Saturday, April 02, 2011

Small Winter Stonefly

On Wednesday, I hiked the trail up to Kaaterskill Falls in New York with my sister. The falls themselves were lovely, with a torrent of water flowing down over and under the large icicles hanging from the ledges. You can see a photo of the falls here and the snow-covered trail below. I kept an eye and ear out for birds, but I did not detect very many. However, I did hear my first Common Raven and Pileated Woodpecker in New York state at a nearby location, so I now need only one more species to reach 200 in the state.

It was easier to see the many small insects flying around. I saw at least one genuine fly, but most of the ones I saw up close were stoneflies. This individual is a Small Winter Stonefly, a member of the family Capniidae. I am not able to narrow the identification beyond that.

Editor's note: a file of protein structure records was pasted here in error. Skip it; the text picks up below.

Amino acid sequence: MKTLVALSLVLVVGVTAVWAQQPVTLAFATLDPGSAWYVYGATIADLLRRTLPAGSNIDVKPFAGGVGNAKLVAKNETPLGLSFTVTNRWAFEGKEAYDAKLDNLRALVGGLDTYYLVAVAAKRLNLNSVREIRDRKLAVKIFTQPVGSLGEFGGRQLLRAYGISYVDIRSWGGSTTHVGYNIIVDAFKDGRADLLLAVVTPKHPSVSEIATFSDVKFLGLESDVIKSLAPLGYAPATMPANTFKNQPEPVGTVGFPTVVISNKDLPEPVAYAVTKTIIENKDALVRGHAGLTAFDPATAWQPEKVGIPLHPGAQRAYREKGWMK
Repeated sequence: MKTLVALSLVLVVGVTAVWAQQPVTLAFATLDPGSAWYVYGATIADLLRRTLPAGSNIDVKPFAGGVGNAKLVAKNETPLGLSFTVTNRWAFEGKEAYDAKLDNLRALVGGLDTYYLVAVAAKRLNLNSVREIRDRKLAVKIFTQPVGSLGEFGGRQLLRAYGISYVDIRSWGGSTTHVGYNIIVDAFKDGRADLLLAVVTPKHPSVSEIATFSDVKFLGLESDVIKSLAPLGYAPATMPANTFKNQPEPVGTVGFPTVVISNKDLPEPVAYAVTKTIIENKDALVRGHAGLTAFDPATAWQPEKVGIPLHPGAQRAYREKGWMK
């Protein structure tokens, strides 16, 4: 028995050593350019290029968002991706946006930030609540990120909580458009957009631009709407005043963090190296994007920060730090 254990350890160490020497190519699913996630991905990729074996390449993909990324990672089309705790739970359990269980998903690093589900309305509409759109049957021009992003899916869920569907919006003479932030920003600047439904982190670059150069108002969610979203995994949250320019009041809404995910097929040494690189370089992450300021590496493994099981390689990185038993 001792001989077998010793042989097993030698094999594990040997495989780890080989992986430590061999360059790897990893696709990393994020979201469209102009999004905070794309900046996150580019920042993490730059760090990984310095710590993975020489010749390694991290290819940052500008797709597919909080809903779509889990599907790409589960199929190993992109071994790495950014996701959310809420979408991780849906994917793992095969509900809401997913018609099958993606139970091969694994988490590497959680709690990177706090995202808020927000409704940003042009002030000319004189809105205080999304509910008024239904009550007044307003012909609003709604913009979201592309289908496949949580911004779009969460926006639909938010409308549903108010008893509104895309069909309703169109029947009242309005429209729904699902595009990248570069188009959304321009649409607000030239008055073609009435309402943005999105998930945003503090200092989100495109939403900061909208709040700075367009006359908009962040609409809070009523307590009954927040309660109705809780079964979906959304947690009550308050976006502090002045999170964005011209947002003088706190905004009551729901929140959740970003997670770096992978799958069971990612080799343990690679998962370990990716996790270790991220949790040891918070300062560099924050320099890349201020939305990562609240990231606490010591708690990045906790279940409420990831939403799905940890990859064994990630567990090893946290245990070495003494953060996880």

These stoneflies were a welcome sight. First, I have not had many insects to photograph since last fall, and I have been eager to see them again on a regular basis. Second, stoneflies are often used as an indicator species for water quality. Stoneflies are very sensitive to pollution because their nymphs need high levels of dissolved oxygen in the water. Since pollutants and runoff reduce dissolved oxygen, the presence of stoneflies is a sign of clean water.